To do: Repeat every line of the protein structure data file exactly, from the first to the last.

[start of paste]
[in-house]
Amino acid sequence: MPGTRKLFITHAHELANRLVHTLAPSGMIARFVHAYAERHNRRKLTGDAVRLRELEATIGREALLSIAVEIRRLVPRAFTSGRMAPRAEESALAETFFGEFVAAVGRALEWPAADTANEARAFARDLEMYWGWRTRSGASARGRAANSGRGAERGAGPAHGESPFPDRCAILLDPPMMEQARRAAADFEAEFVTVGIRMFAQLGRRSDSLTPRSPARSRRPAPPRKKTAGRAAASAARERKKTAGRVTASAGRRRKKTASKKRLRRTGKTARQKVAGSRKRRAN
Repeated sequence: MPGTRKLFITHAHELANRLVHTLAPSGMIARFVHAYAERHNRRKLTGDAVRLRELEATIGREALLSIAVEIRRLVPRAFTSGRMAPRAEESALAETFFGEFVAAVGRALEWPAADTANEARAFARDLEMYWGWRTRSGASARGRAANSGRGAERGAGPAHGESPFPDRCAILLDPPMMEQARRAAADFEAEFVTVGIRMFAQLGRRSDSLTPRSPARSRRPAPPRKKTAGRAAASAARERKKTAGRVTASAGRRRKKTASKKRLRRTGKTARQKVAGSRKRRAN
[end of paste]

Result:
[in-house]
Amino acid sequence: MPGTRKLFITHAHELANRLVHTLAPSGMIARFVHAYAERHNRRKLTGDAVRLRELEATIGREALLSIAVEIRRLVPRAFTSGRMAPRAEESALAETFFGEFVAAVGRALEWPAADTANEARAFARDLEMYWGWRTRSGASARGRAANSGRGAERGAGPAHGESPFPDRCAILLDPPMMEQARRAAADFEAEFVTVGIRMFAQLGRRSDSLTPRSPARSRRPAPPRKKTAGRAAASAARERKKTAGRVTASAGRRRKKTASKKRLRRTGKTARQKVAGSRKRRAN
Repeated sequence: MPGTRKLFITHAHELANRLVHTLAPSGMIARFVHAYAERHNRRKLTGDAVRLRELEATIGREALLSIAVEIRRLVPRAFTSGRMAPRAEESALAETFFGEFVAAVGRALEWPAADTANEARAFARDLEMYWGWRTRSGASARGRAANSGRGAERGAGPAHGESPFPDRCAILLDPPMMEQARRAAADFEAEFVTVGIRMFAQLGRRSDSLTPRSPARSRRPAPPRKKTAGRAAASAARERKKTAGRVTASAGRRRKKTASKKRLRRTGKTARQKVAGSRKRRAN